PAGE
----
1974 Lancia Strato's HF
Why am I an Automotive Masterpiece?
The Lancia Strato’s HF (Tipo 829), widely and more simply known as Lancia Stratos, is a rally car and sports car. The HF stands for High Fidelity. In the definitive version for rallying, the Lancia Strato's disclosed a remote origin from the sensational Strato’s Zero show-car exhibited by Bertone at the 1970 Salone dell’Automobile in Torino. Bertone knew that Lancia was looking for a replacement for the ageing Fulvia, for use in rally competitions, and so he created an eye-catcher to be shown to Lancia. After that, a cooperation between Lancia and Bertone was decided, to develop a new rally car designed by Marcello Gandini. Lancia presented the Strato’s HF prototype at the 1971 Salone dell’Automobile in Torino. With its space-inspired lines, Nuccio Bertone was initially going to call the car the Stratolimite before the final name was chosen. The new project was developed on a wheelbase of 2160 mm and equipped with a Ferrari-conceived 6V 2.4-litre engine, fitted transversally in front of the rear axle. The use of the Dino V6 was planned right from the beginning of the project, but Enzo Ferrari was reluctant to sign off the use of this engine in a car he saw as a competitor to his own Dino V6. After the production of the Dino car had ended the "Commendatore" agreed on delivering the engines for the Strato’s. The Strato’s weighed between 900 to 950 kilograms, depending on configuration. Power output was around 275 hp for the original 12-valve version and 320 hp for the 24-valve version. The bodywork, very low and compact, featured a small two-seater cockpit, with elegant, constant radius wraparound windshield which extended from one side to the other. The car's design was highly innovative. Manufacturer of the car was Bertone in Torino, with final assembly by Lancia at the Chivasso plant. If the fathers of the Strato’s were Nuccio Bertone, Marcello Gandini and Pierugo Gobbato, the men behind the entire rallying project were Lancia team manager Cesare Fiorio, British racer/engineer Mike Parkes, official test driver Claudio Maglioli and factory rally driver Sandro Munari. Lancia did extensive testing with the Stratos and raced the car in several racing events where Group 5 prototypes were allowed, during the 1972 and 1973 seasons. Production of the 500 cars required for homologation in Group 4 began in 1973 and the Strato’s was homologated for the 1974 World Rally Championship season. Lancia, thanks to the Strato’s, won the International Manufactures’ Championship in 1974, 1975 and 1976 and the World Rally Chanpionship in 1977. The racing version was produced in 26 units out of a total of about 500 Strato's (1972-1975). The "Works" Strato’s paint schemes were: from 1973 to 1975, Marlboro (red-white); from 1975 to 1977, Alitalia (white with Italian flag colours: green-white-red) and in 1978, Pirelli (black-red).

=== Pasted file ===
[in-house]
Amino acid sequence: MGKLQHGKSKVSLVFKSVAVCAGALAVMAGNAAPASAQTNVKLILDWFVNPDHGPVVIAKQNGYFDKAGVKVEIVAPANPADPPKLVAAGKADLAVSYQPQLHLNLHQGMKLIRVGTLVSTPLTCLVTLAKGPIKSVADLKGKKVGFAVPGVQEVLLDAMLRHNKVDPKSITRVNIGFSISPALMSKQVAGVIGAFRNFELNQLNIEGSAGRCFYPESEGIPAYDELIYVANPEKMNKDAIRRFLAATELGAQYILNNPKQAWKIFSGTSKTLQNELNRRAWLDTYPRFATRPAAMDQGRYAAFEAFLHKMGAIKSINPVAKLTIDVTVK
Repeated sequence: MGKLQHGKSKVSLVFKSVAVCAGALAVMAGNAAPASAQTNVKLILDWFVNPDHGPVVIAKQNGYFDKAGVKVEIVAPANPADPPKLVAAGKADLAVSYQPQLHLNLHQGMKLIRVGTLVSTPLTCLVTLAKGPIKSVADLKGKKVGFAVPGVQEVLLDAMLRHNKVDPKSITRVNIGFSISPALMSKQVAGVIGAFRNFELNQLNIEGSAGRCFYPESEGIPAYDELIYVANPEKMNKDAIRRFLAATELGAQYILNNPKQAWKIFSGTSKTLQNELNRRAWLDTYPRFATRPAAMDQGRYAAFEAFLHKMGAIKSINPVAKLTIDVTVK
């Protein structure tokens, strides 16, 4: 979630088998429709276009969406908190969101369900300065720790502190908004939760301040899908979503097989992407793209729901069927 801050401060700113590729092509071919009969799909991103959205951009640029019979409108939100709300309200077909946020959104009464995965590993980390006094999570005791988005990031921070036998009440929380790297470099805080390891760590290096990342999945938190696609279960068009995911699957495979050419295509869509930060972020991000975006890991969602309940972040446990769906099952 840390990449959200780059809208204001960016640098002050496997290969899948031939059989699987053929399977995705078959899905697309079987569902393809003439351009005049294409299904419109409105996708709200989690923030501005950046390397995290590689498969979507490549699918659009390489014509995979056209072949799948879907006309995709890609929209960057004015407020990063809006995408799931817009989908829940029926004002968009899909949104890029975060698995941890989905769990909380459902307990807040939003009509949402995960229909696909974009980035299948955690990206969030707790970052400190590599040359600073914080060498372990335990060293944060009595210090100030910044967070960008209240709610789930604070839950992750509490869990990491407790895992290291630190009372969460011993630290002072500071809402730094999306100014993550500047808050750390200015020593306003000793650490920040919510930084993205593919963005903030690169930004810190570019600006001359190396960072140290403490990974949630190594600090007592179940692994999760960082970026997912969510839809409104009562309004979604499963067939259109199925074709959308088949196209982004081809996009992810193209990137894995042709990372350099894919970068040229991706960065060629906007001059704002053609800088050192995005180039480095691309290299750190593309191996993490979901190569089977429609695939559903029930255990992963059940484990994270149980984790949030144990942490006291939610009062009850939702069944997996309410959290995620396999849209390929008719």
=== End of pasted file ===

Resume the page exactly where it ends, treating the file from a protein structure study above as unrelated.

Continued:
The Lancia Strato's “Marlboro”, with registration number plate TO L52901 and ex-works chassis no. 829AR0001512, won the 1974 World Championship Rally with the official Lancia-Marlboro team. It was the first Strato's Gran Turismo homologated in Group 4 on 1 October 1974 and which, that year, took part in the Targa Florio with the drivers Munari-Andruet (did not finish, due to engine failure), the Tour de France with Andruet-‘Biche’ (3rd overall) and the RAC in Britain with Munari-Sodano, ranking an overall 3rd place. The car was powered by a 6V (65°) engine of 2418 cc with a 12 valve cylinder head (280 bhp at 8500 rpm).